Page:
A meta-analysis of ethnic differences in pathways to care at the first episode of psychosis
Article first published online: 28 FEB 2014
© 2014 The Authors. Acta Psychiatrica Scandinavica published by John Wiley & Sons Ltd.
This is an open access article under the terms of the Creative Commons Attribution License, which permits use, distribution and reproduction in any medium, provided the original work is properly cited.
Acta Psychiatrica Scandinavica
Volume 130, Issue 4, pages 257–268, October 2014
How to Cite
A meta-analysis of ethnic differences in pathways to care at the first episode of psychosis., , , , .
- Issue published online: 15 SEP 2014
- Article first published online: 28 FEB 2014
- Manuscript Accepted: 20 JAN 2014
- Canadian Institutes of Health Research (CIHR). Grant Number: #220976
- Medical Research Council. Grant Number: G0500817
- Wellcome Trust. Grant Number: WT087417
- European Union (European Community's Seventh Framework Program. Grant Number: HEALTH-F2-2009-241909
- schizophrenia and disorders with psychotic features;
- health services accessibility;
- population groups
We sought to systematically review the literature on ethnic differences in the likelihood of general practitioner (GP) involvement, police involvement, and involuntary admission on the pathway to care of patients with first-episode psychosis (FEP).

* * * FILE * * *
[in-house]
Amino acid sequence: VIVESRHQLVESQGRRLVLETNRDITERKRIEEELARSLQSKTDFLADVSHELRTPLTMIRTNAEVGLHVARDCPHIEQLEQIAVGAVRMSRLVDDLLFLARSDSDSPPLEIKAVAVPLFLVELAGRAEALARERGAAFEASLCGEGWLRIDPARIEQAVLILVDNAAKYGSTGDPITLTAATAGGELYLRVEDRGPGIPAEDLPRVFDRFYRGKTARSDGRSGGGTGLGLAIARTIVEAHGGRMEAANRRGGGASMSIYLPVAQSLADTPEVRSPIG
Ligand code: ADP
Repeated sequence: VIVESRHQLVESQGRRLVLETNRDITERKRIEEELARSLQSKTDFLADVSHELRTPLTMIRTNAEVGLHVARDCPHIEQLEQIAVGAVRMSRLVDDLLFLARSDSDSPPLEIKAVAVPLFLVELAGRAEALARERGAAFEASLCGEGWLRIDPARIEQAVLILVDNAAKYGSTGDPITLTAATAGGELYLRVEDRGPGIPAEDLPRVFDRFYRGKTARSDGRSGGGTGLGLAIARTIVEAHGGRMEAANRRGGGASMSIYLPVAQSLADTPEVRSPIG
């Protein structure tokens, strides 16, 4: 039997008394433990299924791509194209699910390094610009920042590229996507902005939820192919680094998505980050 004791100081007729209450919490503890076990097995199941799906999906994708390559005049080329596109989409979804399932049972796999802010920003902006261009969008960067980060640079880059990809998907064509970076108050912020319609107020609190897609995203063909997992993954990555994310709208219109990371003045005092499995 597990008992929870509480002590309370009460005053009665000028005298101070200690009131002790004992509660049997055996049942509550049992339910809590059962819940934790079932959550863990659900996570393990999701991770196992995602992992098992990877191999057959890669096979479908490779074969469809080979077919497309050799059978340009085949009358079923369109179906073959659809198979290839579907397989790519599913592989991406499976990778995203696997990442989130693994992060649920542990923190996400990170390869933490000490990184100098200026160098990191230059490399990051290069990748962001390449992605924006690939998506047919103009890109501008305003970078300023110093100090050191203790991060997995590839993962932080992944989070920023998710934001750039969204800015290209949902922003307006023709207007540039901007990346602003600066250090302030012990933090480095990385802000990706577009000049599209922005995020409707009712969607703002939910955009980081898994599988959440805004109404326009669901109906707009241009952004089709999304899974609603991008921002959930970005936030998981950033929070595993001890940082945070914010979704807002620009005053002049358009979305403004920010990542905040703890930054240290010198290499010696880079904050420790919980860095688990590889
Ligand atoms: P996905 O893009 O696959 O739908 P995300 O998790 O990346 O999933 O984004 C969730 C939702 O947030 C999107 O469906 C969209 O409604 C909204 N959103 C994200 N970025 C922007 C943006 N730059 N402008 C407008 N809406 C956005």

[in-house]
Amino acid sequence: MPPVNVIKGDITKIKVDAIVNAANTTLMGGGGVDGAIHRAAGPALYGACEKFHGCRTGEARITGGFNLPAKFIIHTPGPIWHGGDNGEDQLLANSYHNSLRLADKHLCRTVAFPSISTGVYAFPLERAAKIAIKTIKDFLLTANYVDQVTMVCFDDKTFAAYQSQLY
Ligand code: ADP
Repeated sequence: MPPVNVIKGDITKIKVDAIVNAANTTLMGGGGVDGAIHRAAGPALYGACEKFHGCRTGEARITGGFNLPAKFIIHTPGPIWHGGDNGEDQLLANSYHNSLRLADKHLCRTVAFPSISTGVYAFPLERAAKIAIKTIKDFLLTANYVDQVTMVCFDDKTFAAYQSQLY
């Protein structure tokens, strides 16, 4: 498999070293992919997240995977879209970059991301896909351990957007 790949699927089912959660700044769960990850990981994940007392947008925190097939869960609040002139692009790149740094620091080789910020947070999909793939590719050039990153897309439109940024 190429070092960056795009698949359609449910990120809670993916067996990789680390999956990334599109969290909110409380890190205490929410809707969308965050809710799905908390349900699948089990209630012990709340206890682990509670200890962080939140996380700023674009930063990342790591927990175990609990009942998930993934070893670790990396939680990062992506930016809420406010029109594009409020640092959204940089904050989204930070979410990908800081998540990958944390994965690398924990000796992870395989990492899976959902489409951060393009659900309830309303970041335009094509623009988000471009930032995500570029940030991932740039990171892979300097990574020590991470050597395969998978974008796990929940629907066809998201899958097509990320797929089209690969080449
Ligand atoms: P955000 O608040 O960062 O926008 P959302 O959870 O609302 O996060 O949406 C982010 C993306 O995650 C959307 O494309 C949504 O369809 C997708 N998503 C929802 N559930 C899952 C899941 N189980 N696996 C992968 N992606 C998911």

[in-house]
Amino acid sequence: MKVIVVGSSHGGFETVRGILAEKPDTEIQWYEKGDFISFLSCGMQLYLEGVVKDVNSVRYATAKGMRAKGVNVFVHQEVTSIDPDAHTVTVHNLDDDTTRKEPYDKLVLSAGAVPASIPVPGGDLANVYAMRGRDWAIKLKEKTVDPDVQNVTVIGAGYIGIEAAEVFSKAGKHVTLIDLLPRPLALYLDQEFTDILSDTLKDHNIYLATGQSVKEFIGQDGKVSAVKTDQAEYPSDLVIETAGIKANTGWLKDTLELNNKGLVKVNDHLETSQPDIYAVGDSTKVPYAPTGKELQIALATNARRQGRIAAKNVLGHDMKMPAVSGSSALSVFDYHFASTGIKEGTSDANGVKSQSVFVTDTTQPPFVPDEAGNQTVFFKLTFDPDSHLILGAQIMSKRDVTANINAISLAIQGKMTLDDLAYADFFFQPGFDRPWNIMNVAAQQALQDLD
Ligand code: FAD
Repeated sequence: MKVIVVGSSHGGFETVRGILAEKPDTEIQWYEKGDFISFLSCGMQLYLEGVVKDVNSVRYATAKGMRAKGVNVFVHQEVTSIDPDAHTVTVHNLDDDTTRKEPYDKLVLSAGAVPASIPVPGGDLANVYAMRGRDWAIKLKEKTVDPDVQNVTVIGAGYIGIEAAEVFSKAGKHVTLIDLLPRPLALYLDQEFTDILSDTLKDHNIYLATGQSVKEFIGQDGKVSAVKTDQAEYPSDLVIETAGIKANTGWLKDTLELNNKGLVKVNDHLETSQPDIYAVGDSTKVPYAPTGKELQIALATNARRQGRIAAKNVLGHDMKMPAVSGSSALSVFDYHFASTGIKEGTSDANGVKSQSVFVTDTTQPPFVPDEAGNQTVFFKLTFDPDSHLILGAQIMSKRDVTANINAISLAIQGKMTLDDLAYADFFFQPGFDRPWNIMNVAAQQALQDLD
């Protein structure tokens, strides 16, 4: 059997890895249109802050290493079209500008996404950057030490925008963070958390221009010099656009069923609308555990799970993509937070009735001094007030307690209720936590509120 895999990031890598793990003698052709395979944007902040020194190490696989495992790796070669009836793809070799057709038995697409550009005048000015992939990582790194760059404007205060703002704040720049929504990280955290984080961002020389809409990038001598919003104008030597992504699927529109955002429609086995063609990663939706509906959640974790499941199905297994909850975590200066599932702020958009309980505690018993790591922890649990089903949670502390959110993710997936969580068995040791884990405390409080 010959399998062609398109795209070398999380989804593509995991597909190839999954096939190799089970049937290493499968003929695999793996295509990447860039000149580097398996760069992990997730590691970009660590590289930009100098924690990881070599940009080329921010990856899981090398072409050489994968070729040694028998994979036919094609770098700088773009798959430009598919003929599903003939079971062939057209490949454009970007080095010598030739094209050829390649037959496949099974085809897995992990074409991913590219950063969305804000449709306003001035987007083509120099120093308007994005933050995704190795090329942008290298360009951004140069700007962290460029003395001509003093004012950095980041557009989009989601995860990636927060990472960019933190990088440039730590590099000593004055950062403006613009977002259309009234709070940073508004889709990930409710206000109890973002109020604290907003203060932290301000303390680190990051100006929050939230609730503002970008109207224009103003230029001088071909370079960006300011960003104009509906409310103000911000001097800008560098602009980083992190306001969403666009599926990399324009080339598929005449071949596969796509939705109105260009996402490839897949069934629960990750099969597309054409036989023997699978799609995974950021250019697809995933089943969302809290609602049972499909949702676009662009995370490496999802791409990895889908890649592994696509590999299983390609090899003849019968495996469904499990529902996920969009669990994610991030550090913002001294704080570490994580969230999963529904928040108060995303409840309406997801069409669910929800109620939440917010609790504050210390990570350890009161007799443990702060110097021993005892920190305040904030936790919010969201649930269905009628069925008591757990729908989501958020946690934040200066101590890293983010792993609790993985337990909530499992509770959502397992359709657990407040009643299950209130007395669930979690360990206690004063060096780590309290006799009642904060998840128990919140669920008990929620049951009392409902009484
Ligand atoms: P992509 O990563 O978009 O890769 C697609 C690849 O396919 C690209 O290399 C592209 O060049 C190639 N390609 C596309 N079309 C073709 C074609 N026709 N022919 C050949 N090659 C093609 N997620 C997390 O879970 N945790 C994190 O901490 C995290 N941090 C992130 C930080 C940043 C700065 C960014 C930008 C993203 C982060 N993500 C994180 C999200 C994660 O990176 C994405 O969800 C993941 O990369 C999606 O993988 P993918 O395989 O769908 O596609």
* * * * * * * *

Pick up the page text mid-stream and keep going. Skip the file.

We searched electronic databases and conducted forward and backward tracking to identify relevant studies. We calculated pooled odds ratios (OR) to examine the variation between aggregated ethnic groups in the indicators of the pathway to care.
We identified seven studies from Canada and England that looked at ethnic differences in GP involvement (n = 7), police involvement (n = 7), or involuntary admission (n = 5). Aggregated ethnic groups were most often compared. The pooled ORs suggest that Black patients have a decreased likelihood of GP involvement (OR = 0.70, 0.57–0.86) and an increased likelihood of police involvement (OR = 2.11, 1.67–2.66), relative to White patients. The pooled ORs were not statistically significant for patients with Asian backgrounds (GP involvement OR = 1.23, 0.87–1.75; police involvement OR = 0.86, 0.57–1.30). There is also evidence to suggest that there may be ethnic differences in the likelihood of involuntary admission; however, effect modification by several sociodemographic factors precluded a pooling of these data.
Ethnic differences in pathways to care are present at the first episode of psychosis.